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takes millions of lives each year and that number is on the rise.
But genetic engineers are working on modifying mosquitoes so they
canâ€™t transmit deadly diseases. (1/28/03)
and Disease - As our planet heats up, diseases once thought
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gain a foothold in temperate areas. How can we protect ourselves
against these emerging diseases? (4/27/00)
Elsewhere on the web
West Nile homepage
Nile virus maps - USGS
of Vector-Borne Infectious Diseases - CDC
Warmer months are coming, and that means another summer of coping with West
And as this ScienCentral News video reports, scientists are now wondering if
the virus may be racking up frequent flier miles.
Scientists studying the deadly West Nile virus have discovered the disease
may have found a new way to spread across the United States—via airplane.
The disease first appeared in the United States around the New
York City area in 1999. Since then it has spread to nearly every state
and, according to the Centers for Disease Control and Prevention, was responsible
deaths in 26 states in 2002.
While mosquitoes carry the disease to humans, mosquitoes get the virus from
sick birds. Until now, itâ€™s been migration of those birds that's been
the main method of spreading the disease from state to state.
"Last year we were fairly confident the main route of transmission of
West Nile was in migratory birds," says Andrew
P. Dobson of Princeton University. He explains that the pattern had followed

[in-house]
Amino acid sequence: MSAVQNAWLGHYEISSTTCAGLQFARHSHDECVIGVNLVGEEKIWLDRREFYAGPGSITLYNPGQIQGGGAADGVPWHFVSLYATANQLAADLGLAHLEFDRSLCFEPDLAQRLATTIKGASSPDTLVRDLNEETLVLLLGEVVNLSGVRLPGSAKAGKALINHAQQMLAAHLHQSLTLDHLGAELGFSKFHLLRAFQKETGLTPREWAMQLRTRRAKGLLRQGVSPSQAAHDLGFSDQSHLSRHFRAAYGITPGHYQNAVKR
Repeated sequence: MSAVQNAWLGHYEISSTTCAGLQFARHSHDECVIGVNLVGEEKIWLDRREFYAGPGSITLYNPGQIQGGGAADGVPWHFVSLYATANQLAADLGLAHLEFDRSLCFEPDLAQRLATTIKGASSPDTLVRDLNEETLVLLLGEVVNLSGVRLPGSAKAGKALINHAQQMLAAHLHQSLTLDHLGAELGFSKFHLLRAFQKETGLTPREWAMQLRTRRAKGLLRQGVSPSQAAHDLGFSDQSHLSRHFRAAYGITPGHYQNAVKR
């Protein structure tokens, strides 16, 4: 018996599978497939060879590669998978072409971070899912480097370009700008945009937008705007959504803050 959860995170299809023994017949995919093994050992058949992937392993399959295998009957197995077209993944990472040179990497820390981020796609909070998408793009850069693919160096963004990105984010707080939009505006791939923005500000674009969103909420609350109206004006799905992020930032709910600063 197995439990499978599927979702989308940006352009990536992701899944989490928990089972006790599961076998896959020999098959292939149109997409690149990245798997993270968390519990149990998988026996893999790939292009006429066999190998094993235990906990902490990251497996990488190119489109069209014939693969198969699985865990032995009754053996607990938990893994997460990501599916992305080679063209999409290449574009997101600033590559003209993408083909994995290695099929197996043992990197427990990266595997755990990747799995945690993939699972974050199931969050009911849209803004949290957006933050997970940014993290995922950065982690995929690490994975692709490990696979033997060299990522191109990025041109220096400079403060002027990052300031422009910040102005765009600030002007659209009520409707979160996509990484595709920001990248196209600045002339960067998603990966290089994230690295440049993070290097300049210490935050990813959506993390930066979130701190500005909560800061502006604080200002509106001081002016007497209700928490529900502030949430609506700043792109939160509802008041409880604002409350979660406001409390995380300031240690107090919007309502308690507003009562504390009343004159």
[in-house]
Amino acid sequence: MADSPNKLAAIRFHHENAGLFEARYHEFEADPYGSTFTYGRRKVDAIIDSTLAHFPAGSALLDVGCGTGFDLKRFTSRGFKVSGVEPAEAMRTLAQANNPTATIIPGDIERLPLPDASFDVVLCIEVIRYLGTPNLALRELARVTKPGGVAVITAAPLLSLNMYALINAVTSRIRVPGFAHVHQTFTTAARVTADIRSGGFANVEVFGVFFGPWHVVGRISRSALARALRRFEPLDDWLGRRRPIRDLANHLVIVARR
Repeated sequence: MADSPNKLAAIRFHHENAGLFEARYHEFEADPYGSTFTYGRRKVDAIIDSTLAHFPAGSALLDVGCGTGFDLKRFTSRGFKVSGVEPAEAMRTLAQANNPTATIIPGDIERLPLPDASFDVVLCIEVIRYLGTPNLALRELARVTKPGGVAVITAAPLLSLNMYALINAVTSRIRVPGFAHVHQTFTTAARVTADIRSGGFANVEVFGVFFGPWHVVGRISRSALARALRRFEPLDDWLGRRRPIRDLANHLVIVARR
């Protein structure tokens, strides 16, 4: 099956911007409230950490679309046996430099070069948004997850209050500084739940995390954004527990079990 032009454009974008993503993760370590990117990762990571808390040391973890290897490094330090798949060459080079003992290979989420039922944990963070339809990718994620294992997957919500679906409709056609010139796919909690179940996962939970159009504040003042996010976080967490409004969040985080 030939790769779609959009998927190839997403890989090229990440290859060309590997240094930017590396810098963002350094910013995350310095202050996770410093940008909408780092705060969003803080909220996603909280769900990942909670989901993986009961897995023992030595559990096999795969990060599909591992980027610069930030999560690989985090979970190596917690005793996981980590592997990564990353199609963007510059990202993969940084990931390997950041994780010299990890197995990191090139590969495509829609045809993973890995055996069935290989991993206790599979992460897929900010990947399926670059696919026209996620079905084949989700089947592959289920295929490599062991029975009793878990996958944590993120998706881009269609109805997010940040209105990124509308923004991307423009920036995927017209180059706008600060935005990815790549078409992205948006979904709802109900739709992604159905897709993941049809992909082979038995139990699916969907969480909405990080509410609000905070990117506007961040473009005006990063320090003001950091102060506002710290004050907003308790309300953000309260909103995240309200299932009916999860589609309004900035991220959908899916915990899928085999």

migratory routes: "It started in New York in the summer, it spread down
the eastern seaboard, with migratory birds up the other side of Appalachia,
back down into Texas. We thought it would zigzag across the United States.”
A deadly outbreak of the disease in the South, followed by further reports
in the Midwest seemed to confirm the pattern. Near the end of 2002, the Centers
for Disease Control reported 60 deaths in Illinois, 50 in Michigan, 31 in
Ohio and 24 in Louisiana.
But then the disease took a great leap westward, turning up in a human in Los
Angeles and a horse near Seattle.
"That suggested it was moving much more quickly (and) that there are other
routes of transmission,” says Dobson. That route, he explained, might
very well be if a mosquito hitched a ride, probably on a commercial airplane.
How could they hitch a ride? “Some people pack in a hurry,” says
Dobson. “They may accidentally trap mosquitoes in their luggage.”
He adds, "So it looks as if the initial movement that may have been dominated
by birds is also now being complimented by perhaps movement of mosquitoes
probably on public transport."
Dobson speculates that, like international flights, the planes themselves may
have to be sprayed prior to landing. At least itâ€™s one way to keep West
Nile (along with other diseases and pests) from racking up frequent flier
miles and getting a stronger foothold in the country.
• In 2002, 44 U.S. states reported some sort of case of West Nile virus
in either humans or animals. The only six without a reported case were Oregon,
Utah, Nevada, Arizona, Alaska and Hawaii.
• West Nile Virus was first diagnosed in 1937 in the West Nile area of
Uganda. Other parts of the world have also experienced outbreaks. They include:
Algeria in 1994, Romania in 1996-97, the Czech Republic in 1997, the Democratic
Republic of the Congo in 1998, Russia in 1999, the United States in 1999-2001,
and Israel in 2000.
• According to the Centers for Disease Control, there are several things
you can do to reduce your risk from West Nile: use insect repellent; drain
standing water; wearing long-sleeved clothing. For details and other suggestions,
go to the CDC's